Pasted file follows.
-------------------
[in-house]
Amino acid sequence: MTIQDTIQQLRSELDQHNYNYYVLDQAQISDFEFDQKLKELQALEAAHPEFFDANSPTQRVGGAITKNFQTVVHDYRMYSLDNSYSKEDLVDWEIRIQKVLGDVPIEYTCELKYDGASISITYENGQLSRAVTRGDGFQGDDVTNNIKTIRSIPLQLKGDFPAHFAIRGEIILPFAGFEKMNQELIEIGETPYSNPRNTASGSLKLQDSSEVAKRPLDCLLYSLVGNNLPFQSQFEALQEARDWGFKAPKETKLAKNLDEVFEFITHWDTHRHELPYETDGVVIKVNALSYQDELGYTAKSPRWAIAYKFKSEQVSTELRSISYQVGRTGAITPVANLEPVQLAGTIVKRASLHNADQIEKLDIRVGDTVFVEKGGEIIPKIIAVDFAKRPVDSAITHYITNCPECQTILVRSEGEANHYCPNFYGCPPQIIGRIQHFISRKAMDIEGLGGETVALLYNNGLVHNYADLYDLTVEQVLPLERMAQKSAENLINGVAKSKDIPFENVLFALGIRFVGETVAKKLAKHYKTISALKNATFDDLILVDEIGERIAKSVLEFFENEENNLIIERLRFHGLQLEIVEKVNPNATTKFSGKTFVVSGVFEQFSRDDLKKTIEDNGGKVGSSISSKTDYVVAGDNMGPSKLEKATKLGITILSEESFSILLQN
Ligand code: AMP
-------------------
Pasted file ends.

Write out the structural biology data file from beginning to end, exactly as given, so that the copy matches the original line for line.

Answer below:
[in-house]
Amino acid sequence: MTIQDTIQQLRSELDQHNYNYYVLDQAQISDFEFDQKLKELQALEAAHPEFFDANSPTQRVGGAITKNFQTVVHDYRMYSLDNSYSKEDLVDWEIRIQKVLGDVPIEYTCELKYDGASISITYENGQLSRAVTRGDGFQGDDVTNNIKTIRSIPLQLKGDFPAHFAIRGEIILPFAGFEKMNQELIEIGETPYSNPRNTASGSLKLQDSSEVAKRPLDCLLYSLVGNNLPFQSQFEALQEARDWGFKAPKETKLAKNLDEVFEFITHWDTHRHELPYETDGVVIKVNALSYQDELGYTAKSPRWAIAYKFKSEQVSTELRSISYQVGRTGAITPVANLEPVQLAGTIVKRASLHNADQIEKLDIRVGDTVFVEKGGEIIPKIIAVDFAKRPVDSAITHYITNCPECQTILVRSEGEANHYCPNFYGCPPQIIGRIQHFISRKAMDIEGLGGETVALLYNNGLVHNYADLYDLTVEQVLPLERMAQKSAENLINGVAKSKDIPFENVLFALGIRFVGETVAKKLAKHYKTISALKNATFDDLILVDEIGERIAKSVLEFFENEENNLIIERLRFHGLQLEIVEKVNPNATTKFSGKTFVVSGVFEQFSRDDLKKTIEDNGGKVGSSISSKTDYVVAGDNMGPSKLEKATKLGITILSEESFSILLQN
Ligand code: AMP